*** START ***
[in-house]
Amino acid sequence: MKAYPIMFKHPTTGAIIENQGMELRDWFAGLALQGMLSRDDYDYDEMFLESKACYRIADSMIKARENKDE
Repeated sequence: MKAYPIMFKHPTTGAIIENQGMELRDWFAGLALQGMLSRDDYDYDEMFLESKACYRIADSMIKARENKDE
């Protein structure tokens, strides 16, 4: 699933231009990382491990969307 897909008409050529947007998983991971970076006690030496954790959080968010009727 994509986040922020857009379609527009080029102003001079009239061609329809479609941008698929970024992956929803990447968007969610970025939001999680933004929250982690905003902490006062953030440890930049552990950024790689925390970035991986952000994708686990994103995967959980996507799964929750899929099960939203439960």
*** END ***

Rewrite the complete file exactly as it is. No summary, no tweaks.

[in-house]
Amino acid sequence: MKAYPIMFKHPTTGAIIENQGMELRDWFAGLALQGMLSRDDYDYDEMFLESKACYRIADSMIKARENKDE
Repeated sequence: MKAYPIMFKHPTTGAIIENQGMELRDWFAGLALQGMLSRDDYDYDEMFLESKACYRIADSMIKARENKDE
């Protein structure tokens, strides 16, 4: 699933231009990382491990969307 897909008409050529947007998983991971970076006690030496954790959080968010009727 994509986040922020857009379609527009080029102003001079009239061609329809479609941008698929970024992956929803990447968007969610970025939001999680933004929250982690905003902490006062953030440890930049552990950024790689925390970035991986952000994708686990994103995967959980996507799964929750899929099960939203439960």